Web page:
The husband is bound to provide his wife with necessaries by law, as much as himself; and if she
contracts debts for them, he is obligated to pay for them; but for anything besides necessaries, he
is not chargeable.
Yet a man may spend the property he has acquired by marriage at the ale-house, the gambling
table, or in any other way that he pleases. Many instances of this kind have come to my
knowledge; and women, who have brought their husbands handsome fortunes, have been left, in
consequence of the wasteful and dissolute habits of their husbands, in straitened circumstances,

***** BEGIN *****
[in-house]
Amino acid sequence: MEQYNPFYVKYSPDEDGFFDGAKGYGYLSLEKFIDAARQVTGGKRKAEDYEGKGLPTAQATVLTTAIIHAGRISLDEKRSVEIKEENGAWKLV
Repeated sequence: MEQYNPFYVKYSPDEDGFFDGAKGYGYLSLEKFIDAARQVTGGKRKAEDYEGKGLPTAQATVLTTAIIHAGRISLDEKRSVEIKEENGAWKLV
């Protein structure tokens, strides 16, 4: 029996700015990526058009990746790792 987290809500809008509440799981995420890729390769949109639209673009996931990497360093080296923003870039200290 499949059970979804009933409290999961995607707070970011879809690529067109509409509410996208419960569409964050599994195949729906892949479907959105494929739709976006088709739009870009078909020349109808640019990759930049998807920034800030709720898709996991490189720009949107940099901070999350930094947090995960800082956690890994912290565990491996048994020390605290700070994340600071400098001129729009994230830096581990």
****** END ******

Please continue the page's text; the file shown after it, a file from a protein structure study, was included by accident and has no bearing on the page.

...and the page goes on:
and compelled to toil for the support of their families.
If the wife be indebted before marriage, the husband is bound afterwards to pay the debt; for he
has adopted her and her circumstances together.
The wife’s property is, I believe, equally liable for her husband’s debts contracted before
If the wife injured in her person or property, she can bring no action for redress without her
husband’s concurrence, and his name as well as her own: neither can she be sued, without
making her husband a defendant.
This law that “a wife can being no action,” &c., is similar to the law respecting slaves. “A slave
cannot …